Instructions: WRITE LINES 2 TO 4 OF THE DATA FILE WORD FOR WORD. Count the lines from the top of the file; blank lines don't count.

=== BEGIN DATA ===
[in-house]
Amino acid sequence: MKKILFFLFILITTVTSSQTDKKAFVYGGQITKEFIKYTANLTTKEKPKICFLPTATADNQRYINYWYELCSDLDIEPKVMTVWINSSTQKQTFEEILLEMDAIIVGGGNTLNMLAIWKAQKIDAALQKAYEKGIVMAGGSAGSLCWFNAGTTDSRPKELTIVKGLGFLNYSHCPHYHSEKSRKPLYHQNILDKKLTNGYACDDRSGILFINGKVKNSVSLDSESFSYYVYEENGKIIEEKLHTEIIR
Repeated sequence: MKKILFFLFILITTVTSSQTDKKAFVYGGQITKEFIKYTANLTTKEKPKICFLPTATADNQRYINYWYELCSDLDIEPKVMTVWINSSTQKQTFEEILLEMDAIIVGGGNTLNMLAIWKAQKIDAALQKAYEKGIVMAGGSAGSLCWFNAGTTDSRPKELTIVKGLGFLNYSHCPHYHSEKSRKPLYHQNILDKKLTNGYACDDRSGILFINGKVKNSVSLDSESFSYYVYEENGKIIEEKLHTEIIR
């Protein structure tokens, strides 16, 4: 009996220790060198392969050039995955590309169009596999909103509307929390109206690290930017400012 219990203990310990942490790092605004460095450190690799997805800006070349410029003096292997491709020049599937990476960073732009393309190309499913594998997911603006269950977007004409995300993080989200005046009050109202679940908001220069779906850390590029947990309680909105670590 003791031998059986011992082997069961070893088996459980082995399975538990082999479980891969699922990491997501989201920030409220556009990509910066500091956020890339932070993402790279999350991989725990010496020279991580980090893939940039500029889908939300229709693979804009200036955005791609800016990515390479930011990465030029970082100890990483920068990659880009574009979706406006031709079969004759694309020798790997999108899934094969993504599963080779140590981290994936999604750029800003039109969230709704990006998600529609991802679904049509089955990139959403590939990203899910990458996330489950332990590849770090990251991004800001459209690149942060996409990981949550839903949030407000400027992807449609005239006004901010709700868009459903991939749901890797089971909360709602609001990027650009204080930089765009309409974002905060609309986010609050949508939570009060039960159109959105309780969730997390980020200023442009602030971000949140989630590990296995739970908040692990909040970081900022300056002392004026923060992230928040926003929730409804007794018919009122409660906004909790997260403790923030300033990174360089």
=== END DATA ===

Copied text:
Amino acid sequence: MKKILFFLFILITTVTSSQTDKKAFVYGGQITKEFIKYTANLTTKEKPKICFLPTATADNQRYINYWYELCSDLDIEPKVMTVWINSSTQKQTFEEILLEMDAIIVGGGNTLNMLAIWKAQKIDAALQKAYEKGIVMAGGSAGSLCWFNAGTTDSRPKELTIVKGLGFLNYSHCPHYHSEKSRKPLYHQNILDKKLTNGYACDDRSGILFINGKVKNSVSLDSESFSYYVYEENGKIIEEKLHTEIIR
Repeated sequence: MKKILFFLFILITTVTSSQTDKKAFVYGGQITKEFIKYTANLTTKEKPKICFLPTATADNQRYINYWYELCSDLDIEPKVMTVWINSSTQKQTFEEILLEMDAIIVGGGNTLNMLAIWKAQKIDAALQKAYEKGIVMAGGSAGSLCWFNAGTTDSRPKELTIVKGLGFLNYSHCPHYHSEKSRKPLYHQNILDKKLTNGYACDDRSGILFINGKVKNSVSLDSESFSYYVYEENGKIIEEKLHTEIIR
């Protein structure tokens, strides 16, 4: 009996220790060198392969050039995955590309169009596999909103509307929390109206690290930017400012 219990203990310990942490790092605004460095450190690799997805800006070349410029003096292997491709020049599937990476960073732009393309190309499913594998997911603006269950977007004409995300993080989200005046009050109202679940908001220069779906850390590029947990309680909105670590 003791031998059986011992082997069961070893088996459980082995399975538990082999479980891969699922990491997501989201920030409220556009990509910066500091956020890339932070993402790279999350991989725990010496020279991580980090893939940039500029889908939300229709693979804009200036955005791609800016990515390479930011990465030029970082100890990483920068990659880009574009979706406006031709079969004759694309020798790997999108899934094969993504599963080779140590981290994936999604750029800003039109969230709704990006998600529609991802679904049509089955990139959403590939990203899910990458996330489950332990590849770090990251991004800001459209690149942060996409990981949550839903949030407000400027992807449609005239006004901010709700868009459903991939749901890797089971909360709602609001990027650009204080930089765009309409974002905060609309986010609050949508939570009060039960159109959105309780969730997390980020200023442009602030971000949140989630590990296995739970908040692990909040970081900022300056002392004026923060992230928040926003929730409804007794018919009122409660906004909790997260403790923030300033990174360089």